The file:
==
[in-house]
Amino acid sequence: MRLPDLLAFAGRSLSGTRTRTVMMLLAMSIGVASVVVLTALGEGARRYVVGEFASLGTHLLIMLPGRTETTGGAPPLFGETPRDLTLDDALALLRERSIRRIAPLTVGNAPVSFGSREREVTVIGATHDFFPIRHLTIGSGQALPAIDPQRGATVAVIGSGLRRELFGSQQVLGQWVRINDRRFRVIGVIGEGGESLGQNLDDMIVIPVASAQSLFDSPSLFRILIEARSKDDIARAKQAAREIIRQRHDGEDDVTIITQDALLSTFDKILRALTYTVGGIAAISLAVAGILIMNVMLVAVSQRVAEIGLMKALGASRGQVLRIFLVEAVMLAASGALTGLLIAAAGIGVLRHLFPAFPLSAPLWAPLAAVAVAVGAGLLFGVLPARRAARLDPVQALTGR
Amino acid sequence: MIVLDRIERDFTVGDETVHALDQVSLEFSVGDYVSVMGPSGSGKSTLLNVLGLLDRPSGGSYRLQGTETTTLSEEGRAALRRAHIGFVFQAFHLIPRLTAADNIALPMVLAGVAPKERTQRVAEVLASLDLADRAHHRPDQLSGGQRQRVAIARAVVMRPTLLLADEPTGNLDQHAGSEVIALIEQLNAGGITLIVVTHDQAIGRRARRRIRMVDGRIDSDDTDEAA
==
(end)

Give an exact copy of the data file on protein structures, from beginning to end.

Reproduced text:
[in-house]
Amino acid sequence: MRLPDLLAFAGRSLSGTRTRTVMMLLAMSIGVASVVVLTALGEGARRYVVGEFASLGTHLLIMLPGRTETTGGAPPLFGETPRDLTLDDALALLRERSIRRIAPLTVGNAPVSFGSREREVTVIGATHDFFPIRHLTIGSGQALPAIDPQRGATVAVIGSGLRRELFGSQQVLGQWVRINDRRFRVIGVIGEGGESLGQNLDDMIVIPVASAQSLFDSPSLFRILIEARSKDDIARAKQAAREIIRQRHDGEDDVTIITQDALLSTFDKILRALTYTVGGIAAISLAVAGILIMNVMLVAVSQRVAEIGLMKALGASRGQVLRIFLVEAVMLAASGALTGLLIAAAGIGVLRHLFPAFPLSAPLWAPLAAVAVAVGAGLLFGVLPARRAARLDPVQALTGR
Amino acid sequence: MIVLDRIERDFTVGDETVHALDQVSLEFSVGDYVSVMGPSGSGKSTLLNVLGLLDRPSGGSYRLQGTETTTLSEEGRAALRRAHIGFVFQAFHLIPRLTAADNIALPMVLAGVAPKERTQRVAEVLASLDLADRAHHRPDQLSGGQRQRVAIARAVVMRPTLLLADEPTGNLDQHAGSEVIALIEQLNAGGITLIVVTHDQAIGRRARRRIRMVDGRIDSDDTDEAA